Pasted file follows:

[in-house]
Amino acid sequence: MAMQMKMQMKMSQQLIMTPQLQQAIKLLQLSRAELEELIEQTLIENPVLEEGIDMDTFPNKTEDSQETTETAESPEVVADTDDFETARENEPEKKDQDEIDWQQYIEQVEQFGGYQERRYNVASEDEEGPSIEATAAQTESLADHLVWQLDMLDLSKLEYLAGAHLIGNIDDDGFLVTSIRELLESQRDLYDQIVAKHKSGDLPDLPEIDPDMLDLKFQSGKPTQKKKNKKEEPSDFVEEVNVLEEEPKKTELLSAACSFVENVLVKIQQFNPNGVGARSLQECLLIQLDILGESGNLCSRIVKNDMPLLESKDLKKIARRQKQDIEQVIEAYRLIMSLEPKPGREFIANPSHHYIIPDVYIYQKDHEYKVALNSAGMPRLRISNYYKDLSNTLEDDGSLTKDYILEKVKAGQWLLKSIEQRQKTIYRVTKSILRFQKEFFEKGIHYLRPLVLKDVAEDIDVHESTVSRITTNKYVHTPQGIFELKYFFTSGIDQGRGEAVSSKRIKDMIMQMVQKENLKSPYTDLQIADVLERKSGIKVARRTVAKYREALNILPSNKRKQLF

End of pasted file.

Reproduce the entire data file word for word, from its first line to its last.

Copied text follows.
[in-house]
Amino acid sequence: MAMQMKMQMKMSQQLIMTPQLQQAIKLLQLSRAELEELIEQTLIENPVLEEGIDMDTFPNKTEDSQETTETAESPEVVADTDDFETARENEPEKKDQDEIDWQQYIEQVEQFGGYQERRYNVASEDEEGPSIEATAAQTESLADHLVWQLDMLDLSKLEYLAGAHLIGNIDDDGFLVTSIRELLESQRDLYDQIVAKHKSGDLPDLPEIDPDMLDLKFQSGKPTQKKKNKKEEPSDFVEEVNVLEEEPKKTELLSAACSFVENVLVKIQQFNPNGVGARSLQECLLIQLDILGESGNLCSRIVKNDMPLLESKDLKKIARRQKQDIEQVIEAYRLIMSLEPKPGREFIANPSHHYIIPDVYIYQKDHEYKVALNSAGMPRLRISNYYKDLSNTLEDDGSLTKDYILEKVKAGQWLLKSIEQRQKTIYRVTKSILRFQKEFFEKGIHYLRPLVLKDVAEDIDVHESTVSRITTNKYVHTPQGIFELKYFFTSGIDQGRGEAVSSKRIKDMIMQMVQKENLKSPYTDLQIADVLERKSGIKVARRTVAKYREALNILPSNKRKQLF